Jordan Kandell: I actually always set out [to be] the Christopher Walken of screenwriting, like if he’s going to have to do a dance in every role that he takes, like a little cameo two-step, we have to have a Hawaii reference, just a little easter egg that we put into every project that we do, so it’s a requirement.
How did Tami’s story come to your attention?
Aaron Kandell: One of the first stories we ever had in our minds was to do a modern retelling of Odysseus and King Aeolus. It was going to be a story about love and sailing and tragedy and loss, but it was a fictional story about twin brothers – I don’t know where we got that from. [laughs] We have a background in journalism, so we always like to take a deep research approach for authenticity to anything we’re telling, even if it’s fictional, and in doing that…
Jordan Kandell: …We found Tami’s story. We bought her book and read it overnight and had everything that we were wanting to tell in our made up story, but it was more incredible because it was true. On all the National Geographic lists and the Outdoor magazine lists of the top 10 survival stories of all time, she was the only woman on those lists and we just couldn’t believe there weren’t more stories like that. Having a daughter, I wanted to put that into the world and show them that these are stories that can represent you as well. So we quickly contacted Tami and that started the five-year journey for us.
What was it like to get to know Tami beyond her book?
Aaron Kandell: It was a lot of peanut butter. [laughs]
So that’s where that came from.
Aaron Kandell: Yeah, there’s a reason she survived because she’s one of the most inspiring and strong women we’ve ever met — and really having her be strong enough to be vulnerable and raw and go deeper into the emotional experience to recreate and relive the survival for us when we met her so that we could really understand it. She showed us her personal trove of the journal that she kept on the ship and the ship’s log at the time and her polaroid photos of her romance in the Markesian Islands with Richard.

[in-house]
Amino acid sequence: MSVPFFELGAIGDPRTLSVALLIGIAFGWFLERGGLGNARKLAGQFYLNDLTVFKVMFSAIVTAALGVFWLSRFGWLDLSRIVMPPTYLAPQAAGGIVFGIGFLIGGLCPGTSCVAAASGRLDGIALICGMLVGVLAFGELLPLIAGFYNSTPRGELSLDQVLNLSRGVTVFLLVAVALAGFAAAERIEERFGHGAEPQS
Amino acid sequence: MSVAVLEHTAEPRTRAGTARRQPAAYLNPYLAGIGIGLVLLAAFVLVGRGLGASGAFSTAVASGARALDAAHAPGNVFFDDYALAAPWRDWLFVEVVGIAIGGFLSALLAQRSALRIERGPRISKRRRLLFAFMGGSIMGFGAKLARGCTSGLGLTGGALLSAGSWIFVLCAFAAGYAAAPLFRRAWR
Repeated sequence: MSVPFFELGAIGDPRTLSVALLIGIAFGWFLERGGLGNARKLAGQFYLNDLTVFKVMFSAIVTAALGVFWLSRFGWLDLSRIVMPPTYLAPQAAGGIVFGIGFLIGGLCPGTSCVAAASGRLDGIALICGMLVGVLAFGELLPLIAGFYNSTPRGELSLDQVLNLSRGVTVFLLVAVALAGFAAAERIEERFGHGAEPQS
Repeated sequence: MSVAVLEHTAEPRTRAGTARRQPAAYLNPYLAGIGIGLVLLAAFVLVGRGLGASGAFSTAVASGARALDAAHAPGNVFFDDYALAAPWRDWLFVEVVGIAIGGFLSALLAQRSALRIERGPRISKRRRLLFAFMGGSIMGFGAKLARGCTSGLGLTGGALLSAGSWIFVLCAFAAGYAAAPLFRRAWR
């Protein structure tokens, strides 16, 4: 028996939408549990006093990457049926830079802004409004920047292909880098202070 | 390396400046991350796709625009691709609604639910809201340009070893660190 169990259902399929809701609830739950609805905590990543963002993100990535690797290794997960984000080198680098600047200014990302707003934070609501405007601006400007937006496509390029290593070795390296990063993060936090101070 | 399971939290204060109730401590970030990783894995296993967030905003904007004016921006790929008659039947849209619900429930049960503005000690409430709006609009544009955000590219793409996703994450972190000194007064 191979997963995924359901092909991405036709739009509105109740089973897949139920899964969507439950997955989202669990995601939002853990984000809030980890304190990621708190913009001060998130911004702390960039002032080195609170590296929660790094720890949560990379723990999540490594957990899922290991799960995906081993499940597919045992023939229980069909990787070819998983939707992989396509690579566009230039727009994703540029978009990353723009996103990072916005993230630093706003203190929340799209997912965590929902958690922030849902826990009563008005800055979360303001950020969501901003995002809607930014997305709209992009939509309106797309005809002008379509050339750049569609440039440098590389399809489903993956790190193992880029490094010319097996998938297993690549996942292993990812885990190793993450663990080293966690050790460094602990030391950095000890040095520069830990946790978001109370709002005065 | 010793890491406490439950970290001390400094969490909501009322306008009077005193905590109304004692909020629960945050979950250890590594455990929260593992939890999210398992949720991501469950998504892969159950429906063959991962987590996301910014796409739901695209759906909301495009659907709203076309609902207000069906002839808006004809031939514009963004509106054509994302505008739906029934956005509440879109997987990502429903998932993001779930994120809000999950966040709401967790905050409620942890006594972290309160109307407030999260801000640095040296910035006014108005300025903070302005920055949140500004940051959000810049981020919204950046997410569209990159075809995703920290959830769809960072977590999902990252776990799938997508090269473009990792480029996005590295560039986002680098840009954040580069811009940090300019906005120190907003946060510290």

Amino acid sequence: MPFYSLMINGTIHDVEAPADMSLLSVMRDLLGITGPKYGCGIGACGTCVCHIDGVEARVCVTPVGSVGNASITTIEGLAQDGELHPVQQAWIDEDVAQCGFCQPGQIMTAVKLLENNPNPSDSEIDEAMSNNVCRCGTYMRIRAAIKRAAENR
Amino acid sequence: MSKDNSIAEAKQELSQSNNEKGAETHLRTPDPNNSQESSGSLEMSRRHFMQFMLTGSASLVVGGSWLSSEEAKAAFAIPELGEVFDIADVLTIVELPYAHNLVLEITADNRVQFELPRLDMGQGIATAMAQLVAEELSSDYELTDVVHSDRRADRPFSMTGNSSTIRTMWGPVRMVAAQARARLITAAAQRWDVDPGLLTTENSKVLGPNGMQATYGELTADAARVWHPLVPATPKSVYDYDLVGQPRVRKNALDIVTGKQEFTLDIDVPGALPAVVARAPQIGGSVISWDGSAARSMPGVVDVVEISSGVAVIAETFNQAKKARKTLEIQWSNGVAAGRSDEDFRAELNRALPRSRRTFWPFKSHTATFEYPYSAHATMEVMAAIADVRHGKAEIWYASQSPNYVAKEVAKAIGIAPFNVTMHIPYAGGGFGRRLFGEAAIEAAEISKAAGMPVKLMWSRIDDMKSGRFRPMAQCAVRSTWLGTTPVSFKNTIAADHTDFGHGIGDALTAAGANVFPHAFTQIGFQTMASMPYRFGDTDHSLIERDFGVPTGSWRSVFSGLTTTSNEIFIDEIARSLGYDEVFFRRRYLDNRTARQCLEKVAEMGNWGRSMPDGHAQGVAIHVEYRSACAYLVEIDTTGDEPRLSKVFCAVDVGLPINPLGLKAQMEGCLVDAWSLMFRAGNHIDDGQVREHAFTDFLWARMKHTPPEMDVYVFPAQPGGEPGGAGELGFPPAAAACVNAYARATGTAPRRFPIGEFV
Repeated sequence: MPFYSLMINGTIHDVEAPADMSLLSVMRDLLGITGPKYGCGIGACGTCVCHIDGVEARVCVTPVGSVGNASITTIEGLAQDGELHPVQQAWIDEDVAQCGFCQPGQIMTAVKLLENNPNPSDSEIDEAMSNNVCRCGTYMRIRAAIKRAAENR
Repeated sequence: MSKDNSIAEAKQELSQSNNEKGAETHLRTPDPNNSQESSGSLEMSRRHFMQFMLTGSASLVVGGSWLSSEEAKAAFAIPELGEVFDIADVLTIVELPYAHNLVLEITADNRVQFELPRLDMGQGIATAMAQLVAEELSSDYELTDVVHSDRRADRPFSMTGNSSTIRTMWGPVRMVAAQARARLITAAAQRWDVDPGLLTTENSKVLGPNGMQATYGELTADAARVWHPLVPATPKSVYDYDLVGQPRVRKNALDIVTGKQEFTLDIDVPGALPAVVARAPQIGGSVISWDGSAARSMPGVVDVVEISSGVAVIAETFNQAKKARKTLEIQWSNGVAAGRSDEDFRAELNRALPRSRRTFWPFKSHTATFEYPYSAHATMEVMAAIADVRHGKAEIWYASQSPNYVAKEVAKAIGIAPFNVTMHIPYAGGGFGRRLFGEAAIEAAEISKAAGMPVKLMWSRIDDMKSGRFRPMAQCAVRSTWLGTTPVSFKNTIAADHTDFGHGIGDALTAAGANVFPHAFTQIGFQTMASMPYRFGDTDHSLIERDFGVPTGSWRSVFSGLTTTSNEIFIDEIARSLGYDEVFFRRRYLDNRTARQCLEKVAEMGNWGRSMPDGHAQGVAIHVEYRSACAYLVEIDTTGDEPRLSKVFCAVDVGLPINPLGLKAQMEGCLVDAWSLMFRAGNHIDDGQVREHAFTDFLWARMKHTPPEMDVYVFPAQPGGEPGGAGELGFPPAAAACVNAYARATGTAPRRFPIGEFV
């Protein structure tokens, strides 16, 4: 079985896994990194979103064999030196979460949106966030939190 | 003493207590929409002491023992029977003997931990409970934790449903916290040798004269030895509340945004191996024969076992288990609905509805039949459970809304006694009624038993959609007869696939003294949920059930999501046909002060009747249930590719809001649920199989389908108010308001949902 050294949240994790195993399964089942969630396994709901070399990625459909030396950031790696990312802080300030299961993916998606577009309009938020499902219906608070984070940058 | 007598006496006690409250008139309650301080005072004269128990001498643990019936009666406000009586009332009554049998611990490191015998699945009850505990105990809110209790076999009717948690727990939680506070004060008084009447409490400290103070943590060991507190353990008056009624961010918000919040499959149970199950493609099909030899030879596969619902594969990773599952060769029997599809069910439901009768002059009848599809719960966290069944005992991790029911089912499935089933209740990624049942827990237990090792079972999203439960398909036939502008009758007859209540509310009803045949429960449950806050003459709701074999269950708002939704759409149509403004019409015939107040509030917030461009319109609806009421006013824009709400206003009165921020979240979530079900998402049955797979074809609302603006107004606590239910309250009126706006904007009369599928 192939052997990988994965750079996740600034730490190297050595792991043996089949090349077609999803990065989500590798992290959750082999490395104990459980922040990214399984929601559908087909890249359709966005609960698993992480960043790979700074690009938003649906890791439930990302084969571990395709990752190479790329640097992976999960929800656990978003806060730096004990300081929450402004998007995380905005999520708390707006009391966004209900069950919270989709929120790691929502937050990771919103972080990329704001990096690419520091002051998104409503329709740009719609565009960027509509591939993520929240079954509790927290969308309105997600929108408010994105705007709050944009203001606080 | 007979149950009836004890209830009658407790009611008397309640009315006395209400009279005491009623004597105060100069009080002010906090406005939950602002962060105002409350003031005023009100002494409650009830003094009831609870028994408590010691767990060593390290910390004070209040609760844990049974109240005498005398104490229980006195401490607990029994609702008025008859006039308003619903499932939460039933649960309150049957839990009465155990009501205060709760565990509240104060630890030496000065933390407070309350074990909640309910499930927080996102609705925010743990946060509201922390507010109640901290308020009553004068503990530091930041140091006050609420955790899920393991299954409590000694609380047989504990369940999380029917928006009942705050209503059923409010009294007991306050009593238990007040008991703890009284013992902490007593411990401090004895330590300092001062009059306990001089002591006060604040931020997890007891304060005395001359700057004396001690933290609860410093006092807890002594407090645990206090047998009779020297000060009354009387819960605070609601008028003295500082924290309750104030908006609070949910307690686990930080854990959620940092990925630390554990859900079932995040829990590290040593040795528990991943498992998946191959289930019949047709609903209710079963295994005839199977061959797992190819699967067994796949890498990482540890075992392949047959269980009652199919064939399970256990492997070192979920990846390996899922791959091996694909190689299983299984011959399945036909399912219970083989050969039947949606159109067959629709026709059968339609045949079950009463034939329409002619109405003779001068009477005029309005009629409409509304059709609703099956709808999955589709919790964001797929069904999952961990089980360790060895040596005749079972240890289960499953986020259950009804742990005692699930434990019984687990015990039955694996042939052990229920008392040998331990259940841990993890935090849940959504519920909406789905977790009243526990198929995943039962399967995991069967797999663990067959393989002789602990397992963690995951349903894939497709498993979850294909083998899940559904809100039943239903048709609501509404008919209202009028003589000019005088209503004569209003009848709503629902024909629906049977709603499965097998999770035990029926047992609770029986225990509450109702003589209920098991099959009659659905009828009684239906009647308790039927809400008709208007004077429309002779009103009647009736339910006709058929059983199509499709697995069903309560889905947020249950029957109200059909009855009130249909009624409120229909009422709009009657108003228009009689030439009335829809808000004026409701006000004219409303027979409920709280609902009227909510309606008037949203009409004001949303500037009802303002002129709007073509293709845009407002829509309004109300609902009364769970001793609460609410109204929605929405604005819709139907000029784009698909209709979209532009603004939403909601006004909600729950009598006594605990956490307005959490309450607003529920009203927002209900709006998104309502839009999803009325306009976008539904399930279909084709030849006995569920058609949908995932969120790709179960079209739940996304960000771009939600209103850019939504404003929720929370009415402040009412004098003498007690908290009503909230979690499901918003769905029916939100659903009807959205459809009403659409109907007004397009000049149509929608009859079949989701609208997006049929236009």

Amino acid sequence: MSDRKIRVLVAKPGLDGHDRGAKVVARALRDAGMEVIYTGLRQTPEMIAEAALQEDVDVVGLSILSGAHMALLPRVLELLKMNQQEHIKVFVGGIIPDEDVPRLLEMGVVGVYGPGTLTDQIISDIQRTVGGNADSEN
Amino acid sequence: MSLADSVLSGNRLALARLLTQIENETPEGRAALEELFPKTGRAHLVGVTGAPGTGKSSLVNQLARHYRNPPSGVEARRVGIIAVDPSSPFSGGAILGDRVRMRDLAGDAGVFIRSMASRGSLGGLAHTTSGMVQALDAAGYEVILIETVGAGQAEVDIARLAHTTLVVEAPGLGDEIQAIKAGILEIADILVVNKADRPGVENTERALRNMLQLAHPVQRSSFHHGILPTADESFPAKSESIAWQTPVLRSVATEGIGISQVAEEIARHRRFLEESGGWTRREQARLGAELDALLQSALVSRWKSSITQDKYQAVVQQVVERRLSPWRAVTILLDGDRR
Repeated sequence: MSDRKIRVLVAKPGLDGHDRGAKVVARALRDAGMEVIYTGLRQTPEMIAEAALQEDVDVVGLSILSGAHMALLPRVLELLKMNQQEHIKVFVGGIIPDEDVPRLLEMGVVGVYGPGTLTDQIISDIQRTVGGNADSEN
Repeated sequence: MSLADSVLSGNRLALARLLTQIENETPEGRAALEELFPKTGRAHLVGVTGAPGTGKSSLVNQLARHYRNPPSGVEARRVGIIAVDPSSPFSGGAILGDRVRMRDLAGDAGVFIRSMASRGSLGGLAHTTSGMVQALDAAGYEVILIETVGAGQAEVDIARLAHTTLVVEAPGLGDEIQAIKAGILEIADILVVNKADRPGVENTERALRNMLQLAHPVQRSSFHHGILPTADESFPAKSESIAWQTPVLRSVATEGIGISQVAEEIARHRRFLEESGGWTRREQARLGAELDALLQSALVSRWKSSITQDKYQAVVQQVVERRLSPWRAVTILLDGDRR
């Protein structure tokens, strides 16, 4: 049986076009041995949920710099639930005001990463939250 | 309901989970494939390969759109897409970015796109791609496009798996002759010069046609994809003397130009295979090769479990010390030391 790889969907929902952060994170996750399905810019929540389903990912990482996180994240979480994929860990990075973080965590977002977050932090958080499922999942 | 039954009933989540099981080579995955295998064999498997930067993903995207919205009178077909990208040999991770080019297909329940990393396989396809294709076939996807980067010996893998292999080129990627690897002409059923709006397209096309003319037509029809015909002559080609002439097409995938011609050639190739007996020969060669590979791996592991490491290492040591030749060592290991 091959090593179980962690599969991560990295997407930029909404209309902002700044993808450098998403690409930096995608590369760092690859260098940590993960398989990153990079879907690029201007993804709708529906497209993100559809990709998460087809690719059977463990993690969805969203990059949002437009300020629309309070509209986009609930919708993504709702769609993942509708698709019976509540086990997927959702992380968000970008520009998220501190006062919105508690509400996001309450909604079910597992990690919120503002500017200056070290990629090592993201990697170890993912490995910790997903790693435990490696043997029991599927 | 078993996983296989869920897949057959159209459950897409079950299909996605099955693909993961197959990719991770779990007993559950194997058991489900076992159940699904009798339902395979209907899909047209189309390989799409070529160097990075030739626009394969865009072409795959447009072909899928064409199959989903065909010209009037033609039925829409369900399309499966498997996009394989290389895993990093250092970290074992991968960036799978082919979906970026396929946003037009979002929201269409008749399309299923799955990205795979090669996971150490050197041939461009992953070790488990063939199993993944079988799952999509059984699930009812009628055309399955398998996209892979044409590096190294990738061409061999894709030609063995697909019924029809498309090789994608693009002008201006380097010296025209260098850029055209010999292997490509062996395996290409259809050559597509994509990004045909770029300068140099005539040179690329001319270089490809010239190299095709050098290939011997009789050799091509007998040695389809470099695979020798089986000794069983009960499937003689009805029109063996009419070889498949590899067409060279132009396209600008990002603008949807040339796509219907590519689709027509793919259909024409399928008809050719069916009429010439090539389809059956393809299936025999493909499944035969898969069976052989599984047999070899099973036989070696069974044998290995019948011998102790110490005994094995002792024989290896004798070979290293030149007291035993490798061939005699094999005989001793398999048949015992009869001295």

Jordan Kandell: It was unbelievable to have her collaboration and her trust in us to tell her story. It made us more motivated to try to do it justice. Her book [“Red Sky in Mourning”], which was re-released [recently] is a day-by-day recounting of what she had to go through to survive – physically, emotionally, spiritually, psychologically – and to have her fill in the gaps with the actual ship’s log in her handwriting and tear stains and salt stains that you could hold in your hands and, to have the polaroids, to have her relive those moments in depth in interviews with us, you rarely get that rich of a resource in telling a true story. She just opened it all for us.